MALAWI’S health minister Khumbize Chiponda, on Thursday reported that Malawi was in the grip of a cholera outbreak which had spread across the country, killing 292.
According to Chiponda, the Cholera outbreak, which started in March, has infected 9,447 people.
The minister said most deaths from the disease, which occurred in four districts bordering Lake Malawi and Blantyre, was through contaminated water and food.
He said treatment camps, mostly make-shift tents, had been set up and cholera patients were arriving in droves, putting pressure on an already overwhelmed health care system depleted of essential medicines and equipment.
Chiponda added that most deaths occurred because the patients visited the facilities when it was already too late for treatment as the disease had progressed.
The outbreak now has a mortality rate of 3.1 per cent up from 2 per cent in March, according to the minister.
Reuters journalists visited three major treatment centres around Blantyre, located in Limbe and Ndirande in the central urban business district, and Chileka in the rural outskirts.
“We are anticipating more cases, but are still not well prepared in terms of equipment supplies, and knowledge capacities,’’ said Eunice Mselemu, a nurse at Ndirande clinic, in Blantyre’s most densely populated township.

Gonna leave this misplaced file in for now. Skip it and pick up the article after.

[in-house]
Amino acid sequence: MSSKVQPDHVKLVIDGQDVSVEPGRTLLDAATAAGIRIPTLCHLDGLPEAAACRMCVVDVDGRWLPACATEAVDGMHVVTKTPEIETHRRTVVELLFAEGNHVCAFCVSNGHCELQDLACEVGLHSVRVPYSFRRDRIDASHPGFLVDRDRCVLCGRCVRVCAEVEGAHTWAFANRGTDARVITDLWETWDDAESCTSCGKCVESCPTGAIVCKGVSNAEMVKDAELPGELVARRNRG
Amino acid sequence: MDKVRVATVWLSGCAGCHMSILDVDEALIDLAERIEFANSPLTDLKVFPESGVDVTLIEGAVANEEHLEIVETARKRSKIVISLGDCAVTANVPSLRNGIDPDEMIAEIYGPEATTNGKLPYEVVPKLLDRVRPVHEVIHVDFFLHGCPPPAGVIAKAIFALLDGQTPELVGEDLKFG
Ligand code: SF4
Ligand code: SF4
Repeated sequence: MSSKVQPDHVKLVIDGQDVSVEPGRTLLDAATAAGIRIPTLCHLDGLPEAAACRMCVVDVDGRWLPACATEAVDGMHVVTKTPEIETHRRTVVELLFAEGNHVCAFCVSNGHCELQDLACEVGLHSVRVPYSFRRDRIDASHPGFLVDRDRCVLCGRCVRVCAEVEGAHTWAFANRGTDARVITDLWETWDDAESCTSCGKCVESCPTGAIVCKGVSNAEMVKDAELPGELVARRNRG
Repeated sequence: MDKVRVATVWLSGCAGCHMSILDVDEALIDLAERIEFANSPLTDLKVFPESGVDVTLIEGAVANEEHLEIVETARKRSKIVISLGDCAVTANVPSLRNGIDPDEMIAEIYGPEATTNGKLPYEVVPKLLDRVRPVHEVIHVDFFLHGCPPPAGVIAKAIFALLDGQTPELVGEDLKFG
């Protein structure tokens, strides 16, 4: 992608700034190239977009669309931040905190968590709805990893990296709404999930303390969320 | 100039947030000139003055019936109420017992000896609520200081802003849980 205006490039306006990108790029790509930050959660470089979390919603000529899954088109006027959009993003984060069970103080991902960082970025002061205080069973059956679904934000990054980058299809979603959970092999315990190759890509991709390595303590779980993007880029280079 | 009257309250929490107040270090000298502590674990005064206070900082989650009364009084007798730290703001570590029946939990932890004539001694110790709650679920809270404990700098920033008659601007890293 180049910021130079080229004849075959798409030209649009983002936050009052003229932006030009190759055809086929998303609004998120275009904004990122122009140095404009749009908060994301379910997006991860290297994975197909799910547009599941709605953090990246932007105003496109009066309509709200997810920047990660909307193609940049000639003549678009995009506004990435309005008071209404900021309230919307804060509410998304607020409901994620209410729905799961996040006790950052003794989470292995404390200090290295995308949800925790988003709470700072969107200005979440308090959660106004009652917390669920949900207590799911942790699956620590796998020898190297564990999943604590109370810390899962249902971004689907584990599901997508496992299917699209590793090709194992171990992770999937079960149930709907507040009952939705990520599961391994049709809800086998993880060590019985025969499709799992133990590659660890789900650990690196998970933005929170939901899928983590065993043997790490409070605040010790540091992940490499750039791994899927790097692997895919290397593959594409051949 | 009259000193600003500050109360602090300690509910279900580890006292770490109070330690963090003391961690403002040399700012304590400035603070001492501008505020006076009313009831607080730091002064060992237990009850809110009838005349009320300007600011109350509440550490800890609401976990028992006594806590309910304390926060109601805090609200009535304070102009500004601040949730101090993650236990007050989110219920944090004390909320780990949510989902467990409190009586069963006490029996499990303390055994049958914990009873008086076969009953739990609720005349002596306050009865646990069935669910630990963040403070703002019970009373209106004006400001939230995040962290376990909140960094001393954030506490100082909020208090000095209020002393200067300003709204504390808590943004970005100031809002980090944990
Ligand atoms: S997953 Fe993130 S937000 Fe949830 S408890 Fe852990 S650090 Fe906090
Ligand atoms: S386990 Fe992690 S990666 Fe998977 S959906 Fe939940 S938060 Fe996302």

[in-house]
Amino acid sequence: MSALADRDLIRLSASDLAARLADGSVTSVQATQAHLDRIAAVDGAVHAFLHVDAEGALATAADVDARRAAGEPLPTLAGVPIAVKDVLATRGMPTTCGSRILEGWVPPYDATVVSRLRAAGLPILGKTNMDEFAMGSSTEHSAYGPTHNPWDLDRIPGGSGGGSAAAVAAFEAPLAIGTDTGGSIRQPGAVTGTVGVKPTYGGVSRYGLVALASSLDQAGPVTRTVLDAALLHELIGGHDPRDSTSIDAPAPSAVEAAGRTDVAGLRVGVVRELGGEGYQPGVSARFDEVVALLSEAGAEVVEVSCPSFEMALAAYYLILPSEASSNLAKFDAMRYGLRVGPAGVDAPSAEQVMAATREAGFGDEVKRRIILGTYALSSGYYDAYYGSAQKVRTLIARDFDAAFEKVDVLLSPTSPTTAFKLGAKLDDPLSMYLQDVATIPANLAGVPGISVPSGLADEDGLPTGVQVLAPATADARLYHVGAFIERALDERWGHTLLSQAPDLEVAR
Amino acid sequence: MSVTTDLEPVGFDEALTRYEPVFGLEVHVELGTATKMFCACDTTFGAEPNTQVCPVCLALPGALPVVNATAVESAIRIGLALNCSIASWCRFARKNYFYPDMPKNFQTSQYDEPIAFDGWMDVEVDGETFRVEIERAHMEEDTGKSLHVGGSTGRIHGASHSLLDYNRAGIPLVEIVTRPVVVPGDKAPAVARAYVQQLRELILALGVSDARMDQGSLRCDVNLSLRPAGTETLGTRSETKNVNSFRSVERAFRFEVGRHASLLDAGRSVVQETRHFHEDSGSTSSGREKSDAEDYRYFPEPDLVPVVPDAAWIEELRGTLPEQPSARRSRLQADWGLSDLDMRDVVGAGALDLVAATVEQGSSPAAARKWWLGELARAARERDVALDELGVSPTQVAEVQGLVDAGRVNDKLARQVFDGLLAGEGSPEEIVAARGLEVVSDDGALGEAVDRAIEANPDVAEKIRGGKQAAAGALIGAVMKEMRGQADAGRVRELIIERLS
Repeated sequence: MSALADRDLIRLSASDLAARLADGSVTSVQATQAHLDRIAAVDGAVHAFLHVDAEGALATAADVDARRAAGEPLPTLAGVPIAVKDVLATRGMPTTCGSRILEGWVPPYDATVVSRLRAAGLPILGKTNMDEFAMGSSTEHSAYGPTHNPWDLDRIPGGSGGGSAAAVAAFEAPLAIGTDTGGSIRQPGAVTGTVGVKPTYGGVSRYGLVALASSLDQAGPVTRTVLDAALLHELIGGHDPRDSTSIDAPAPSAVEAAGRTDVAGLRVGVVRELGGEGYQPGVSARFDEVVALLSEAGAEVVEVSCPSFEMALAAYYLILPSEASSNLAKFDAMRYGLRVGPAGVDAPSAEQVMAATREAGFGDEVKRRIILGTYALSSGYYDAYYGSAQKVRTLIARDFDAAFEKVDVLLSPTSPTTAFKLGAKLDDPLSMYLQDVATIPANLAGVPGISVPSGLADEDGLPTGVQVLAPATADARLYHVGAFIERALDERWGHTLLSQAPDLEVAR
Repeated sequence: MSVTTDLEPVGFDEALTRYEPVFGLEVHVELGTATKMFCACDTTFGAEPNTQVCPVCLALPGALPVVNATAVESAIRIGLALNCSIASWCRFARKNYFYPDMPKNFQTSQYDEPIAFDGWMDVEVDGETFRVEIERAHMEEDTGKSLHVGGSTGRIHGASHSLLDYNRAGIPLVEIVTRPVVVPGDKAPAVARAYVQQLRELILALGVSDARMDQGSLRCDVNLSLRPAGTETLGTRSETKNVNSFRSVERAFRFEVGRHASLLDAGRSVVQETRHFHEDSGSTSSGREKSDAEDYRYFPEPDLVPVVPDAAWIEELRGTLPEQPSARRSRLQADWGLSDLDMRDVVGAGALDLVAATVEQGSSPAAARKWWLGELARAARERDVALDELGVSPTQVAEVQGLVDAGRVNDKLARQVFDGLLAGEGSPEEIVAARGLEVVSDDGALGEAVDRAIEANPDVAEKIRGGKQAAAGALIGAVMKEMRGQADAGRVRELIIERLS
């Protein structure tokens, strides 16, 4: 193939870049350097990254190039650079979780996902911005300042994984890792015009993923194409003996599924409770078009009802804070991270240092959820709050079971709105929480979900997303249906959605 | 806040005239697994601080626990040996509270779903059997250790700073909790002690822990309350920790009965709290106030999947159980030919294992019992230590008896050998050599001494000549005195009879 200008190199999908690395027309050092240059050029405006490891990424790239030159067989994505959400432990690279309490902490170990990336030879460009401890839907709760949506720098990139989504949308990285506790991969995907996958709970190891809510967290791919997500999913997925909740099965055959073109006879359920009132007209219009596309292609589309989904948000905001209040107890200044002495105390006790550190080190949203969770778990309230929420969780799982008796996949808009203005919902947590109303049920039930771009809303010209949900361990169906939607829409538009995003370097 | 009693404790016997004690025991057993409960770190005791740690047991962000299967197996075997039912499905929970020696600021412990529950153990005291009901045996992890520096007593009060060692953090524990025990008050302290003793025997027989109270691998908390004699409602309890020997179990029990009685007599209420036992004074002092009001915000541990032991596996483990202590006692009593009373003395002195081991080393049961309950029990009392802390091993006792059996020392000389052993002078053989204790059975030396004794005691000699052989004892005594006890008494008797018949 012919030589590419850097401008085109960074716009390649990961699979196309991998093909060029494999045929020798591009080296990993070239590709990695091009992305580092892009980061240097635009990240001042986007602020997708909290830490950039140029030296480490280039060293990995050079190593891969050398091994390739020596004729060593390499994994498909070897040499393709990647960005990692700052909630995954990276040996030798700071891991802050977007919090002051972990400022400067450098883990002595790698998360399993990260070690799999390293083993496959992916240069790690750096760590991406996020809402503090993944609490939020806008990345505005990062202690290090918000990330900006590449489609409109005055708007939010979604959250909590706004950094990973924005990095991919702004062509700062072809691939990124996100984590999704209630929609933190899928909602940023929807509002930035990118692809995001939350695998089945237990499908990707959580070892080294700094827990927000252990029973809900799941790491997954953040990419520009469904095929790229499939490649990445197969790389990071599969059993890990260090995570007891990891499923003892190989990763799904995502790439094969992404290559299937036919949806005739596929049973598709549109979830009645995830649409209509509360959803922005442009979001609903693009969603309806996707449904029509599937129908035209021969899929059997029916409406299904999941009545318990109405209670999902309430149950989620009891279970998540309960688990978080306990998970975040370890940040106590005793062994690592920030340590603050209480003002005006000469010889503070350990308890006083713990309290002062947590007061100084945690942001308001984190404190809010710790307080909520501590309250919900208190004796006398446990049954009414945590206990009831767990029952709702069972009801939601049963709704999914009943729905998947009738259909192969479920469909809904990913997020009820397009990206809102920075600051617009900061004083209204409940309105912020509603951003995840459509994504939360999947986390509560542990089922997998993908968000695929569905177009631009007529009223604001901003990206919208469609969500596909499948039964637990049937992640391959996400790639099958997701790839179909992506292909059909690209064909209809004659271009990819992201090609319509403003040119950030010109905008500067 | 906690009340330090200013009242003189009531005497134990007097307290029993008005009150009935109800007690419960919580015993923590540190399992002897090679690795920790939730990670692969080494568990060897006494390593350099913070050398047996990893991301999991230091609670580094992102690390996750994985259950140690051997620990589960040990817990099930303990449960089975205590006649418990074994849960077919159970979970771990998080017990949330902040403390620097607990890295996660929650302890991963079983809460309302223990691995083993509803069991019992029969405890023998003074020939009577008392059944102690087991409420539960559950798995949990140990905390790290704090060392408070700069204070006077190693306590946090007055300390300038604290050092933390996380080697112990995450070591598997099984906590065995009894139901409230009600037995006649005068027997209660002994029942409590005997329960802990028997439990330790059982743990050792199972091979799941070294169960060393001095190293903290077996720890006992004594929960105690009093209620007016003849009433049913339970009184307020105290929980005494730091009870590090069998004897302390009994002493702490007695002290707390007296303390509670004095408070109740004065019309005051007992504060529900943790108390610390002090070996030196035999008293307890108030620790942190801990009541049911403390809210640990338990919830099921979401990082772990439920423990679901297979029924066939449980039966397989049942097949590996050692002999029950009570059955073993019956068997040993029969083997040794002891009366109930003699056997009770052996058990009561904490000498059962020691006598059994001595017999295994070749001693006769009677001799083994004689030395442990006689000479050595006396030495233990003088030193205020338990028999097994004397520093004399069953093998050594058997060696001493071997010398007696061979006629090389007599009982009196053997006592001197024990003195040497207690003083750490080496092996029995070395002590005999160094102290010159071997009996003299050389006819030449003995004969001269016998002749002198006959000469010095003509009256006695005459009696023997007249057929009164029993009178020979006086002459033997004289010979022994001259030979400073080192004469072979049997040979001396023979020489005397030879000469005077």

However, health workers fear the worst is yet to come as current cases were recorded before the start of the rainy season.
“It’s the first time I have experienced Cholera hitting so hard before the rainy season,’’ said Violet Mota, a senior health surveillance assistant at Limbe Clinic.
John Mangani is one of those who received rehydrating fluids and treatment too late into the disease to survive, his family said.
“Everything seems to have happened so fast and we lost him,’’ said Aida, Mangani’s sister in Chiswe, a village near Limbe Clinic.
Meanwhile, Malawi is yet to roll out a second phase of Cholera vaccines after receiving 2.9 million doses through the World Health Organisation earlier this month, leaving many people scrambling for left-over doses of an earlier vaccination campaign in May. (Reuters/NAN)